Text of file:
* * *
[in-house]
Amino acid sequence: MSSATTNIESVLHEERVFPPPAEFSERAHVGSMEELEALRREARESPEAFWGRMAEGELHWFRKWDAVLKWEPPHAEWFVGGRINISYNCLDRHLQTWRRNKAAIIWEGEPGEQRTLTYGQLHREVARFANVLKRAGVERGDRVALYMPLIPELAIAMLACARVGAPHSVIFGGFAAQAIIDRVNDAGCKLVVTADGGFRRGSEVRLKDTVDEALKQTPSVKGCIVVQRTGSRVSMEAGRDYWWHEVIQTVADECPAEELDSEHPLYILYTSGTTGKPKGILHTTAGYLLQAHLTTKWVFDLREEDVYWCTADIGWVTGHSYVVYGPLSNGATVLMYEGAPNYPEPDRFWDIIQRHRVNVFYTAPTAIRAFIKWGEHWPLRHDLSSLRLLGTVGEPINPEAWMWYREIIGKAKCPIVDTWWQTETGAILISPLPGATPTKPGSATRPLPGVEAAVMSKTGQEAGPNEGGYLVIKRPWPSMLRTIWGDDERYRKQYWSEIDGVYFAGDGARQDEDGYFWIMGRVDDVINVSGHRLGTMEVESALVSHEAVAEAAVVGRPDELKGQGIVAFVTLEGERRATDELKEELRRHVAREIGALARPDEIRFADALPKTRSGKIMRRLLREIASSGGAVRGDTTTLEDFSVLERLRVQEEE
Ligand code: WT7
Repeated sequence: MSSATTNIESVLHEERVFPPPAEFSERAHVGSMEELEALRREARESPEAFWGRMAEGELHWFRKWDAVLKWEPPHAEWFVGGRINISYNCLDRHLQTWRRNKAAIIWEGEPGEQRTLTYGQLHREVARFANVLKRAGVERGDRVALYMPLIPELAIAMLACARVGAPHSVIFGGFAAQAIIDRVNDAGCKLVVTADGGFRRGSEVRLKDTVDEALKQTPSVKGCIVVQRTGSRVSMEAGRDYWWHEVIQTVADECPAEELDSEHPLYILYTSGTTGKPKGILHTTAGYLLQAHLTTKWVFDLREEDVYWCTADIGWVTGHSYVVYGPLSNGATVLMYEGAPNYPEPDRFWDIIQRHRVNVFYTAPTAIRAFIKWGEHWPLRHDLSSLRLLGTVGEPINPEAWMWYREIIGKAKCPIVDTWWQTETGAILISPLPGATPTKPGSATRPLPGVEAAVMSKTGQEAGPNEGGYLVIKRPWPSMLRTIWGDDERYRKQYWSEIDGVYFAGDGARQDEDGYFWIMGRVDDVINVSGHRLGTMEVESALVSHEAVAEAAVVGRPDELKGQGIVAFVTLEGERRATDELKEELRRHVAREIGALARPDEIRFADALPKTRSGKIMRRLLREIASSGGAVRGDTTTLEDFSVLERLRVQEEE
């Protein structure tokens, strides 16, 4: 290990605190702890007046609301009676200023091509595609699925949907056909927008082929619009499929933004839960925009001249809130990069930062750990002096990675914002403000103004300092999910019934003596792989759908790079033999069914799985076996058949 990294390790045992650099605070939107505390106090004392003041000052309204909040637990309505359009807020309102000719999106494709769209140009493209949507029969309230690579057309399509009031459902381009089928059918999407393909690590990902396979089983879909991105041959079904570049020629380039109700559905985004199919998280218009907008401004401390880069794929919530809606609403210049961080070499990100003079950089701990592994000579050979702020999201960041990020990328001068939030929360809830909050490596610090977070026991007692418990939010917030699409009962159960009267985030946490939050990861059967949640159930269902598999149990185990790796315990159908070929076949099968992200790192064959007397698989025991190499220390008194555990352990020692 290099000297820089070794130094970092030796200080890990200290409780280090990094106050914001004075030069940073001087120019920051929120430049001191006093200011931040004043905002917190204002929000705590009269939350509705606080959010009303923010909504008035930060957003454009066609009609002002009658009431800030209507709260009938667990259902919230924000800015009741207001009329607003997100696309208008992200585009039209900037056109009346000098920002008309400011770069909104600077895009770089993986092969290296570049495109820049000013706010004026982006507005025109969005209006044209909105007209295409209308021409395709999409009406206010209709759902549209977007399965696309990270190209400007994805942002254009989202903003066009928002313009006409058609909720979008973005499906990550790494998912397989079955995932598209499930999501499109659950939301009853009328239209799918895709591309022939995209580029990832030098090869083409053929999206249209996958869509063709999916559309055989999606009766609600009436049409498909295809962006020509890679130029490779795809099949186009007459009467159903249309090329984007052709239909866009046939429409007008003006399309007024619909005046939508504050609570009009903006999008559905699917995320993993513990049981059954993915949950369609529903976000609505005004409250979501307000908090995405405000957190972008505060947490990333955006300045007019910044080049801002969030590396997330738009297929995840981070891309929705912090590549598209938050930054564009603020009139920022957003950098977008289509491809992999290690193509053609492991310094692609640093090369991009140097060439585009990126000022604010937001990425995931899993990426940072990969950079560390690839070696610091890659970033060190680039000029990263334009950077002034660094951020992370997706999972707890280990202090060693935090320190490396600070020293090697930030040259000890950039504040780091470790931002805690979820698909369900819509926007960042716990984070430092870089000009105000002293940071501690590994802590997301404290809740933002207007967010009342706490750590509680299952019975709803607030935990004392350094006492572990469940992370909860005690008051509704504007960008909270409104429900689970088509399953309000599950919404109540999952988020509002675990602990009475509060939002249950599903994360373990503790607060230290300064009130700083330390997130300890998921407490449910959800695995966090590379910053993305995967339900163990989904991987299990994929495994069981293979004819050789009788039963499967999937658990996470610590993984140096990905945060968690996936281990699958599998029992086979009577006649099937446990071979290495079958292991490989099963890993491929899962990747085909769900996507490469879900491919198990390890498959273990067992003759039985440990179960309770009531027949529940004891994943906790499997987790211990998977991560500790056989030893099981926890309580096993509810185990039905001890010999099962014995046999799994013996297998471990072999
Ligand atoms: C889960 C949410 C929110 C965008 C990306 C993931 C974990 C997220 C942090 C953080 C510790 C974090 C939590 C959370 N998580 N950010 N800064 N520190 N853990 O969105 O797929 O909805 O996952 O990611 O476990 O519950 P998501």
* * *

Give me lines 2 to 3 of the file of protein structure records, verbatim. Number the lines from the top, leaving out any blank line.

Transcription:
Amino acid sequence: MSSATTNIESVLHEERVFPPPAEFSERAHVGSMEELEALRREARESPEAFWGRMAEGELHWFRKWDAVLKWEPPHAEWFVGGRINISYNCLDRHLQTWRRNKAAIIWEGEPGEQRTLTYGQLHREVARFANVLKRAGVERGDRVALYMPLIPELAIAMLACARVGAPHSVIFGGFAAQAIIDRVNDAGCKLVVTADGGFRRGSEVRLKDTVDEALKQTPSVKGCIVVQRTGSRVSMEAGRDYWWHEVIQTVADECPAEELDSEHPLYILYTSGTTGKPKGILHTTAGYLLQAHLTTKWVFDLREEDVYWCTADIGWVTGHSYVVYGPLSNGATVLMYEGAPNYPEPDRFWDIIQRHRVNVFYTAPTAIRAFIKWGEHWPLRHDLSSLRLLGTVGEPINPEAWMWYREIIGKAKCPIVDTWWQTETGAILISPLPGATPTKPGSATRPLPGVEAAVMSKTGQEAGPNEGGYLVIKRPWPSMLRTIWGDDERYRKQYWSEIDGVYFAGDGARQDEDGYFWIMGRVDDVINVSGHRLGTMEVESALVSHEAVAEAAVVGRPDELKGQGIVAFVTLEGERRATDELKEELRRHVAREIGALARPDEIRFADALPKTRSGKIMRRLLREIASSGGAVRGDTTTLEDFSVLERLRVQEEE
Ligand code: WT7